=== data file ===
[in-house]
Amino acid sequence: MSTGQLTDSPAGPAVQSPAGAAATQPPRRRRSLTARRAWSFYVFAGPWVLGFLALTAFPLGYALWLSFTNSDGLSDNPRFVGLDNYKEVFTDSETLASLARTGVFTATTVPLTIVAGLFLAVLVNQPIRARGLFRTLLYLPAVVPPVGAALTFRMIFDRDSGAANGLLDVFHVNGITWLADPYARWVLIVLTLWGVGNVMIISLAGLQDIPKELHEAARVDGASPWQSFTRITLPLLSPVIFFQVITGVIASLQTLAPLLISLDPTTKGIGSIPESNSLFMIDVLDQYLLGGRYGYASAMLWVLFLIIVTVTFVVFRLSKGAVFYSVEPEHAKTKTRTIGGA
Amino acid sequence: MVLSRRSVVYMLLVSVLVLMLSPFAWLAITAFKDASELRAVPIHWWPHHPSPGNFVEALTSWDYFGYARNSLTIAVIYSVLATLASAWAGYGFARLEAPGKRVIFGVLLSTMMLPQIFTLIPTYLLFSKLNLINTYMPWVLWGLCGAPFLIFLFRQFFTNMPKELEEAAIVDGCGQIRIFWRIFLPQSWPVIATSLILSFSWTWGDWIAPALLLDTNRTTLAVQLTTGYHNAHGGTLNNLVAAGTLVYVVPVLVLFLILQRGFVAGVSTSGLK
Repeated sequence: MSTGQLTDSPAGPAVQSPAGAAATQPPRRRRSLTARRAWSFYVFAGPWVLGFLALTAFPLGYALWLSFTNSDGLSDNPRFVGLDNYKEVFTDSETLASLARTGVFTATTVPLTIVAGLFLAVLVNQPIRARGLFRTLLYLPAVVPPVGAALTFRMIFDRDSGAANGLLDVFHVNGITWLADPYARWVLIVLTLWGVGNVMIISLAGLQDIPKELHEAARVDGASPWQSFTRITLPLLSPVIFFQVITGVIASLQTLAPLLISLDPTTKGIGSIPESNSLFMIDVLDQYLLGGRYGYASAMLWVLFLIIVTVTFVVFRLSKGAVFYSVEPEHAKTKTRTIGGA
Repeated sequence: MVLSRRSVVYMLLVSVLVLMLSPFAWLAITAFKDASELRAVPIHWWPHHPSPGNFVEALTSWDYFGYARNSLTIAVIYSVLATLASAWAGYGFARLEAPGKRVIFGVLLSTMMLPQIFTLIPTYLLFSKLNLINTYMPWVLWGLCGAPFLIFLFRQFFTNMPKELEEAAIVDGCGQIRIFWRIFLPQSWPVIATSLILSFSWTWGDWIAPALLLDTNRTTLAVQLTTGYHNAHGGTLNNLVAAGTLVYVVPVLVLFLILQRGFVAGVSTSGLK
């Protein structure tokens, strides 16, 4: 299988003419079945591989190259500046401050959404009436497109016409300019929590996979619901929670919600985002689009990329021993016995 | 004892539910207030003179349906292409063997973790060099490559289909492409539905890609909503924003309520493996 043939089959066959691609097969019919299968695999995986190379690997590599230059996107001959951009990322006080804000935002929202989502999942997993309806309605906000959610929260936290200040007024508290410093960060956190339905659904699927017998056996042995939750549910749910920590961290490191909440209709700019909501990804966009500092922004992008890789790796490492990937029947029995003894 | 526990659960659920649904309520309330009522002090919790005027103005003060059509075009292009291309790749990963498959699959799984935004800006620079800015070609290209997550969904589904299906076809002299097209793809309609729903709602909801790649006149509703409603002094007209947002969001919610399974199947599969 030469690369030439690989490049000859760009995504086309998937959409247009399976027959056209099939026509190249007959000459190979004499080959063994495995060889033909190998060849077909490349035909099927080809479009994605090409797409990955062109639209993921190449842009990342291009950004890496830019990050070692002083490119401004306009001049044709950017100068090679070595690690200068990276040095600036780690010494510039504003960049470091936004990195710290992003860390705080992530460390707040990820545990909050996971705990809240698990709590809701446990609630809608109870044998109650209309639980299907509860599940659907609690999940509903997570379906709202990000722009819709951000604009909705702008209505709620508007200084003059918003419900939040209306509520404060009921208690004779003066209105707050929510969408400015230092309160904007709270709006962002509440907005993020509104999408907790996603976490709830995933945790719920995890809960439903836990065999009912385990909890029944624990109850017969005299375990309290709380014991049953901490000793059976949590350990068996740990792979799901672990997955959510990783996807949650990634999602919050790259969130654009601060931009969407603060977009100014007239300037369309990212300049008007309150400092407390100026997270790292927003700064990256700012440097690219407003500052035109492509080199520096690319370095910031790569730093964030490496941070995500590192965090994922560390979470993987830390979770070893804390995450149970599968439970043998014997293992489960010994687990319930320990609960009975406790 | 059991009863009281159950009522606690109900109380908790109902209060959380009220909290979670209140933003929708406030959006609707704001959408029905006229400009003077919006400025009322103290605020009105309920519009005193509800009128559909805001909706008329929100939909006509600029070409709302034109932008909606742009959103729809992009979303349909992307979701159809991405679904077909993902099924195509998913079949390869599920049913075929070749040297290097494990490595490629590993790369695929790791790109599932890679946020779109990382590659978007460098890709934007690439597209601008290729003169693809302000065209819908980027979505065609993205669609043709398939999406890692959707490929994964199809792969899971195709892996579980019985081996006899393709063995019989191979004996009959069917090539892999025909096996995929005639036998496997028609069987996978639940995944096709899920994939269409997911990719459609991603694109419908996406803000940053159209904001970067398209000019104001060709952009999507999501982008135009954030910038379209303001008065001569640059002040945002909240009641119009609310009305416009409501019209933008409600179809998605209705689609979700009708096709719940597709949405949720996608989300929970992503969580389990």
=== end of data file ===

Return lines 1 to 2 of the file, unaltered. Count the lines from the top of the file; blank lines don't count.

[in-house]
Amino acid sequence: MSTGQLTDSPAGPAVQSPAGAAATQPPRRRRSLTARRAWSFYVFAGPWVLGFLALTAFPLGYALWLSFTNSDGLSDNPRFVGLDNYKEVFTDSETLASLARTGVFTATTVPLTIVAGLFLAVLVNQPIRARGLFRTLLYLPAVVPPVGAALTFRMIFDRDSGAANGLLDVFHVNGITWLADPYARWVLIVLTLWGVGNVMIISLAGLQDIPKELHEAARVDGASPWQSFTRITLPLLSPVIFFQVITGVIASLQTLAPLLISLDPTTKGIGSIPESNSLFMIDVLDQYLLGGRYGYASAMLWVLFLIIVTVTFVVFRLSKGAVFYSVEPEHAKTKTRTIGGA